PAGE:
Jump-starting job growth is difficult enough when a country’s investment climate is supportive, when its government has clear goals and competent capabilities, and when its business leaders can make far-sighted plans. When an economy is riven by the chaos of war, or when it is newly emerging from a severe social trauma, channeling capital toward private-sector job creation is even harder.
Amid this year’s FCV Forum at the World Bank Group – focusing on economies gripped by fragility, conflict and violence (FCV) – a seminar combining Financial Sector and Private Sector priorities heard a sobering picture from expert practitioners who have been on the front lines of promoting job growth in economies that are in turmoil. Moderated by John Speakman, the Lead PSD Specialist in the Bank Group’s practice on Trade and Competitiveness – who is the author of a new book on small-scale entrepreneurs in FCV situations – a panel explored the daunting challenges of promoting private-sector growth when countries are in turmoil.
Would-be job creators confront an enormously complex task in FCV situations. Yet the panelists agreed that there is reason for hope – even in the most tumultuous FCV conditions – if financing can be targeted toward promising startup companies, and especially toward potential “gazelle” firms that can energize new sectors of the economy.
“Ultimately, it’s all about money: Poor people are poor because they don’t have money,” said Hugh Scott of KPMG, whothe Africa Enterprise Challenge Fund (AECF). “It’s the delivery channel – the financing mechanism – that’s making the difference” in the 23 African countries where the ACF has offered grants and interest-free loans to about 800 private-sector firms, producing a net development impact of about $66 billion.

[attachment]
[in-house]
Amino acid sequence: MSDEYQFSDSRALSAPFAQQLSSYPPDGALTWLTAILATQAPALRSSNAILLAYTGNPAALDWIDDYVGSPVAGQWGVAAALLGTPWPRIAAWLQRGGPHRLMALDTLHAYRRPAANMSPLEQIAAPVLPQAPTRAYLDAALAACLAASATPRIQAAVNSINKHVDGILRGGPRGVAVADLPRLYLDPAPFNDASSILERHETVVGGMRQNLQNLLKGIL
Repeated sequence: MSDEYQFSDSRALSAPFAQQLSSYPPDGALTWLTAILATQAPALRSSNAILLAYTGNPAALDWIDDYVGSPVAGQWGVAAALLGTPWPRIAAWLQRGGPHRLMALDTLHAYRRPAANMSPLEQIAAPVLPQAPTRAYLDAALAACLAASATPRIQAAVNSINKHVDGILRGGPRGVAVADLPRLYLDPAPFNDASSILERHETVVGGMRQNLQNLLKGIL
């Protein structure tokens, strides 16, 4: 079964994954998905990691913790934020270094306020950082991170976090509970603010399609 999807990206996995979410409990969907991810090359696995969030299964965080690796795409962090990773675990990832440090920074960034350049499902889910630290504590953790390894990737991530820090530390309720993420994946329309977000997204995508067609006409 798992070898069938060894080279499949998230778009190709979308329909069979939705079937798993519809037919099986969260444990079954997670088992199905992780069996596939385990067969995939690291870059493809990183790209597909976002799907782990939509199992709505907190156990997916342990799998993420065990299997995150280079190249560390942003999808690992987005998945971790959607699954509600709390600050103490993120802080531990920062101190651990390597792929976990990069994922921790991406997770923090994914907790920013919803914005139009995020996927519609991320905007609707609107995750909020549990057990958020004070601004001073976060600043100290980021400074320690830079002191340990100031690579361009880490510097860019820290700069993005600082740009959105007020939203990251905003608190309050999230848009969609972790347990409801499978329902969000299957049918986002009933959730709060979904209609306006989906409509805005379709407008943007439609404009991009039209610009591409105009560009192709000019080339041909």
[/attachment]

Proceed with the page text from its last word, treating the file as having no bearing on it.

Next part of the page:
The difficult business environment and increased risk profile in FCV countries means that traditional lenders (primarily banks) are all the more hesitant to lend, said Scott – making such vehicles as “challenge funds,” which focus on promising small and startup firms, even more important. As co-founder of invest2innovate (and current World Bank Group consultant) Sadaf Lakhani noted, the “ecosystem problem” for Small and Medium-sized Enterprises (SMEs) and startups is all the more complex when countries face “a political economy of war.” As she had observed during her work with invest2innovate -- a nonprofit angel investing and accelerator organization -- such frequent FCV afflictions as corruption, patronage, fragmented markets and capital flight make it even more difficult for managers and lenders to identify, evaluate and accelerate startups.